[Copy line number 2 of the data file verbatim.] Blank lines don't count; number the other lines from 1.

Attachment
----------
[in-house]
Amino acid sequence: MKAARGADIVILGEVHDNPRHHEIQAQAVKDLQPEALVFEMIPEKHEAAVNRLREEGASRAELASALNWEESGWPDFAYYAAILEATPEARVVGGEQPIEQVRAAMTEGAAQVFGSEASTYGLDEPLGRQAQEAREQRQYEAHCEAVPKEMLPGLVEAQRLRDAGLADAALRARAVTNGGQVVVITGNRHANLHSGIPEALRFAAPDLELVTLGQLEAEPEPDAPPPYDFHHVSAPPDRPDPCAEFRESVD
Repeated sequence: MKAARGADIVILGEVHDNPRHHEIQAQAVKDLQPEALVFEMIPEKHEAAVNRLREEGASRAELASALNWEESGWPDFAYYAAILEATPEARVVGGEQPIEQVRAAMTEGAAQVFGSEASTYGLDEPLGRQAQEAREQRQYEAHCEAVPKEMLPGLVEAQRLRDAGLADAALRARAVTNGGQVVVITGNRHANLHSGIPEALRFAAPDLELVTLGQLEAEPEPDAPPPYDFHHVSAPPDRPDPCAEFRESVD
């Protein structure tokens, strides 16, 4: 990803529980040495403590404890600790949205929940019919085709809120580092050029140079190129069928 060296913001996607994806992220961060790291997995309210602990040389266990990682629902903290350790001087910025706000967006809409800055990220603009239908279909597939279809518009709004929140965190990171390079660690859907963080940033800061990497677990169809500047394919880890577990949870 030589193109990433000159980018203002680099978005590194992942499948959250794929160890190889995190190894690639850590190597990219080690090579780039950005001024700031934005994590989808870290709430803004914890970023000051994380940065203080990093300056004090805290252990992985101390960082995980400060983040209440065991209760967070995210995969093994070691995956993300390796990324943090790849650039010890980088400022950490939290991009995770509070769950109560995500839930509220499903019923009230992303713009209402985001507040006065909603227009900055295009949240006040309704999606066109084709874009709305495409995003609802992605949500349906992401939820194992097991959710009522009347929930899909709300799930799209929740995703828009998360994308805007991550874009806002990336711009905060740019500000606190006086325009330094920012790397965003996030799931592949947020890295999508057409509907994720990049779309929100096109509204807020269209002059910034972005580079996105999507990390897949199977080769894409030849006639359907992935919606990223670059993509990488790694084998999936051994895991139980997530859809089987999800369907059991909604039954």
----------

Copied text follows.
Amino acid sequence: MKAARGADIVILGEVHDNPRHHEIQAQAVKDLQPEALVFEMIPEKHEAAVNRLREEGASRAELASALNWEESGWPDFAYYAAILEATPEARVVGGEQPIEQVRAAMTEGAAQVFGSEASTYGLDEPLGRQAQEAREQRQYEAHCEAVPKEMLPGLVEAQRLRDAGLADAALRARAVTNGGQVVVITGNRHANLHSGIPEALRFAAPDLELVTLGQLEAEPEPDAPPPYDFHHVSAPPDRPDPCAEFRESVD